The U.S. Department of Veterans Affairs (V.A.) is the current American embodiment of an ancient social pact, one that has existed in many forms since antiquity, between a society and those who go to war on its behalf. The agreement is that in return for the soldier risking his (or her) life, society will care for an injured soldier, and sometimes his dependent family members, until death. In the era of Greek city-states and even the Plymouth Colony, the average life expectancy for humans was four decades or less, and the number of individuals affected numbered at most in the hundreds. Now, as expectancy is more than eight decades and military service engages millions of individuals whose ages cover the full adult lifespan, the promise of lifetime care for former warriors has become an enormous, costly, complex, and mostly elderly-focused health and support services enterprise.
According to the 2012 United States Census brief, more than 12.4 million veterans age 65 or older. This elderly veteran population served in conflicts such as World War II, the Korean War, the Vietnam War, and the Persian Gulf War. Issues affect all veterans as they battle the V.A. for the benefits they deserve, but today, we will look at some of the problems that are commonly faced by elderly veterans in particular.
Lack of Evidence
To obtain V.A. disability benefits, a veteran must have medical proof showing they have a current disability, medical or lay evidence showing the disability began or was aggravated in service, and medical evidence of a link, or nexus, between their current disability and the in-service event. Additionally, to show the severity of their disability, the veteran will need evidence such as V.A. treatment records, private medical records, and/or statements from family and friends describing how the veteran’s disability affects them.
One problem that many elderly veterans may run in to is locating and obtaining their service records. Getting service records for elderly veterans can be especially difficult due to a fire at the National Personnel Records Center (NPRC) in 1973 that destroyed millions of official military service records. The VA is required to assist veterans in obtaining their service records, but a veteran needs to make sure the V.A. has notified all potential locations of service records. The following is a list of organizations that may have service records:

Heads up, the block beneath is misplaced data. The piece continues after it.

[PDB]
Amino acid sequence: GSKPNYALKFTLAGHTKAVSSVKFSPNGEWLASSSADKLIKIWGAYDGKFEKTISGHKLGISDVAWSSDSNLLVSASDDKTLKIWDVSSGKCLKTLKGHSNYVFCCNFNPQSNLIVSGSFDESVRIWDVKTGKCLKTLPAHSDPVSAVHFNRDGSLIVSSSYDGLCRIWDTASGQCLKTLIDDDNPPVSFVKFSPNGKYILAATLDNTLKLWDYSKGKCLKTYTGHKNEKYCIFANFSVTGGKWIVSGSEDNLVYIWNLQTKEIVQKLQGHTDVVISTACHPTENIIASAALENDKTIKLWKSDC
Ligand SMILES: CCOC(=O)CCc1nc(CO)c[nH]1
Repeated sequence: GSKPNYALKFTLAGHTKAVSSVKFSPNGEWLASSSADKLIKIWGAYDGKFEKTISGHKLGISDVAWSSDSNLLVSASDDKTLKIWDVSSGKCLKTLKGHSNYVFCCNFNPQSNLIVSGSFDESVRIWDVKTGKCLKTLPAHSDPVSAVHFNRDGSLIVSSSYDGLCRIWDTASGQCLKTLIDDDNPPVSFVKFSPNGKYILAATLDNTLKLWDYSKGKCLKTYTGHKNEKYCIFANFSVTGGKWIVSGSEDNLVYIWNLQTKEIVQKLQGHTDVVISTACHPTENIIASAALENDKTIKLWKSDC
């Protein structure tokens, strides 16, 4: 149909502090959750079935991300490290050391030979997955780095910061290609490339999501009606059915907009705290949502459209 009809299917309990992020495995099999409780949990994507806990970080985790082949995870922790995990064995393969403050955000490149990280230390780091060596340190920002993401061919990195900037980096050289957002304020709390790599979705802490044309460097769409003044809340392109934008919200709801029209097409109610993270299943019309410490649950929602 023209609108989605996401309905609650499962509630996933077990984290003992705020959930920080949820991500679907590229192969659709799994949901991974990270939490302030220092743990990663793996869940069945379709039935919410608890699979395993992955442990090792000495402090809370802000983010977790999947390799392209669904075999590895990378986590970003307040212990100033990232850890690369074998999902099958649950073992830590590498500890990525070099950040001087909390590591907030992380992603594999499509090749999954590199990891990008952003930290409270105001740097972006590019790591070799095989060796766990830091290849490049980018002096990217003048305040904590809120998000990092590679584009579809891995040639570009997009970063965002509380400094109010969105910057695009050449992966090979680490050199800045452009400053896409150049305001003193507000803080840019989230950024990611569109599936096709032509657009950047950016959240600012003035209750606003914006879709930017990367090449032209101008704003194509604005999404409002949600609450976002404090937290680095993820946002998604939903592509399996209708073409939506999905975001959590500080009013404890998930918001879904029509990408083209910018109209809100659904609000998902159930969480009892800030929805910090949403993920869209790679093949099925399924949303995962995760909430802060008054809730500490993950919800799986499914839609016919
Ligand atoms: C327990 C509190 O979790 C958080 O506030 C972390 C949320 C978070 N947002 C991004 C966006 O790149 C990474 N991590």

• The NPRC
• The United States Army and Joint Services Records Research Center (JSRRC): The JSRRC works to find military records supporting veterans’ inquiries related to PTSD and Agent Orange VA disability claims.
• The National Archives and Record Administration (NARA): This is the official location where records for military personnel discharged from the Navy, Army, Marine Corps, and Coast Guard are stored.
• The Naval Historical Center: This is the official center for historical information related to
Navy military records and includes information such as deck logs and ship histories, which can help Agent Orange claims.
A veteran does not have to rely solely on service records for evidence of an in-service event; they can also use lay evidence such as buddy statements. However, elderly veterans may find it challenging to obtain this kind of evidence as well. For example, elderly veterans’ fellow service members might no longer be alive or suffer from memory loss.
The process involved with getting V.A. disability benefits often requires a veteran to go to V.A. offices and medical centers. Many times, these visits are mandatory, such as appearing at Compensation and Pension Exams (C&P exams). If a veteran does not show up for a C&P exam, the V.A. can reduce or even take away their benefits. Even worse is the fact that the V.A. doesn’t provide transportation to their facilities. However, some regulations allow for veterans to get a transportation allowance or a reimbursement for transportation costs. For example, 38. C.F.R. § 21.154 that states, “a veteran who because of the effects of disability has transportation expenses in addition to those incurred by persons not so disabled, shall be provided a transportation allowance to defray such additional expenses.”
The Slow Process